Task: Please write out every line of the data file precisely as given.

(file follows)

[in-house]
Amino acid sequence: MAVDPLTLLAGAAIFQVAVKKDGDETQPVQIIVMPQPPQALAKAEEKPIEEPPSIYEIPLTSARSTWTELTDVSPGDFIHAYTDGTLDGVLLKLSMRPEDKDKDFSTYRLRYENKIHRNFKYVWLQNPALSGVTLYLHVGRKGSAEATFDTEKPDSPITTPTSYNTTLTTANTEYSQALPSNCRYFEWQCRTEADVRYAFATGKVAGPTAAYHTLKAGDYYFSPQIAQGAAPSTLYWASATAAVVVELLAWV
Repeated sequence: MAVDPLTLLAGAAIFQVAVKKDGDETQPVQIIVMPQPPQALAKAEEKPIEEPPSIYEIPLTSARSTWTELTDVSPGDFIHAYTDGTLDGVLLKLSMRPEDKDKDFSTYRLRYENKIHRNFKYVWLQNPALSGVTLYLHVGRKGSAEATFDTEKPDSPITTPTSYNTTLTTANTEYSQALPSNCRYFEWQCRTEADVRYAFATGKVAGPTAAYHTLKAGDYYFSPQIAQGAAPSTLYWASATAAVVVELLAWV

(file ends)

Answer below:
[in-house]
Amino acid sequence: MAVDPLTLLAGAAIFQVAVKKDGDETQPVQIIVMPQPPQALAKAEEKPIEEPPSIYEIPLTSARSTWTELTDVSPGDFIHAYTDGTLDGVLLKLSMRPEDKDKDFSTYRLRYENKIHRNFKYVWLQNPALSGVTLYLHVGRKGSAEATFDTEKPDSPITTPTSYNTTLTTANTEYSQALPSNCRYFEWQCRTEADVRYAFATGKVAGPTAAYHTLKAGDYYFSPQIAQGAAPSTLYWASATAAVVVELLAWV
Repeated sequence: MAVDPLTLLAGAAIFQVAVKKDGDETQPVQIIVMPQPPQALAKAEEKPIEEPPSIYEIPLTSARSTWTELTDVSPGDFIHAYTDGTLDGVLLKLSMRPEDKDKDFSTYRLRYENKIHRNFKYVWLQNPALSGVTLYLHVGRKGSAEATFDTEKPDSPITTPTSYNTTLTTANTEYSQALPSNCRYFEWQCRTEADVRYAFATGKVAGPTAAYHTLKAGDYYFSPQIAQGAAPSTLYWASATAAVVVELLAWV